Menu Home

Book Review- The Hammock: A novel based on the true story of French painter James Tissot – Lucy Paquette ****

Having just returned from a trip to Amsterdam and a tour around the Van Gogh museum I am reminded how much I enjoy reading about the lives of the painters and the changing worlds that they found themselves in so I found myself revisiting this book.

In “The Hammock” Lucy Paquette has written a fictionalised novel based on the life of James Tissot and the ten years he spent in London. By 1870 Tissot was a multi-millionaire celebrity in Paris. Living in a mansion near the Arc de Triomphe he was friends with some esteemed painters like Whistler, Degas and Millais. When Paris was attacked by the Prussians Tissot fought for his city before fleeing to London.

In London he managed to rebuild his career and reputation and was well established in British society. Six years later he met an Irish divorcée who became his muse and his mistress. Infatuation with this woman sees him drop out of the circuit and just stay in his garden painting this beautiful woman. The stories about his personal life and the ensuing explicit paintings saw Victorian London turning their back on Tissot as he pushed the boundaries on respectable morality.

If you have an interest in nineteenth century Art and the people behind the paintings you’ll find this book a fascinating glimpse into the characters of the day. It is a tragic story that can’t fail to pique your interest in this wonderful and enigmatic artist.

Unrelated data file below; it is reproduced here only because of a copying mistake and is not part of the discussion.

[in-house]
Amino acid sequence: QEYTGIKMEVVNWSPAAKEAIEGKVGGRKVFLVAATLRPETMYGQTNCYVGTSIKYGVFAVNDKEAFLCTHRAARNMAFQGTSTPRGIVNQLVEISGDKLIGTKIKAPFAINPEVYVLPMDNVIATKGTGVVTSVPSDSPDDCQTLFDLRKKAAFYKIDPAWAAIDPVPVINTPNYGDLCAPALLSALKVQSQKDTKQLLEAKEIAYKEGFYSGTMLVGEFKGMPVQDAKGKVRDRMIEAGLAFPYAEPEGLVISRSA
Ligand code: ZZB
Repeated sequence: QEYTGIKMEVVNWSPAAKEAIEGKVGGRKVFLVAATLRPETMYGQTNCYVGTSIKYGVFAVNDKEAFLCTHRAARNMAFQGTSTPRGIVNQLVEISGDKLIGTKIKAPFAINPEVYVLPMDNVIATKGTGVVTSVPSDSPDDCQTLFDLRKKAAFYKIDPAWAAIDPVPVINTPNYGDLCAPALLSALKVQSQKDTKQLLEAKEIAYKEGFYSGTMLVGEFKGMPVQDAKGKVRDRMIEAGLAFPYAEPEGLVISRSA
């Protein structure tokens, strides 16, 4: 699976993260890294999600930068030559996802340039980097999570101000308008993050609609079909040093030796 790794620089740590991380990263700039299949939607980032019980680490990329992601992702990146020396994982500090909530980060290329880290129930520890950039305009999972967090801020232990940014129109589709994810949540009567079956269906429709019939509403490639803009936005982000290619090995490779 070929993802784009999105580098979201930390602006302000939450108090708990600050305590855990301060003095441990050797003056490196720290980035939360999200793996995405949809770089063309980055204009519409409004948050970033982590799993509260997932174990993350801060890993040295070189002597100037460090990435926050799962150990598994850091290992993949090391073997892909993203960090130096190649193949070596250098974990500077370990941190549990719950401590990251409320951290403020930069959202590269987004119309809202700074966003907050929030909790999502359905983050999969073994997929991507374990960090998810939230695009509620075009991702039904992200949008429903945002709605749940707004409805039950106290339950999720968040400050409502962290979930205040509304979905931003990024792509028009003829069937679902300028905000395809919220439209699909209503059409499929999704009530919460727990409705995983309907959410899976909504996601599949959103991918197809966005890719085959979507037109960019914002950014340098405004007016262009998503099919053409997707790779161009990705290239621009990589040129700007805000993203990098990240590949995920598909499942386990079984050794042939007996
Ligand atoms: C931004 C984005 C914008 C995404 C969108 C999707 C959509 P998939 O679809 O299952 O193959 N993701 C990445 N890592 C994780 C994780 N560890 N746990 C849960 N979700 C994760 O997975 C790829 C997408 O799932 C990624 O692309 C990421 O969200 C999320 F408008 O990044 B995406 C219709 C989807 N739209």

UK Publication Date: Oct 10 2012. 295 pages.

Categories: 4 Stars Book Review

Tagged as:


Prolific reader, enthusiastic theatre and movie-goer and ex-Olivier Awards judge who spent twenty years working in the music industry in London. Sharing my house with a gorgeous cockapoo called Harry who has taken over completely.
I love sharing my favourite books with friends - nearly always spoiler-free as I hate reading a synopsis of the whole book in other reviews.


Leave a Reply

Fill in your details below or click an icon to log in: Logo

You are commenting using your account. Log Out /  Change )

Twitter picture

You are commenting using your Twitter account. Log Out /  Change )

Facebook photo

You are commenting using your Facebook account. Log Out /  Change )

Connecting to %s

This site uses Akismet to reduce spam. Learn how your comment data is processed.

%d bloggers like this: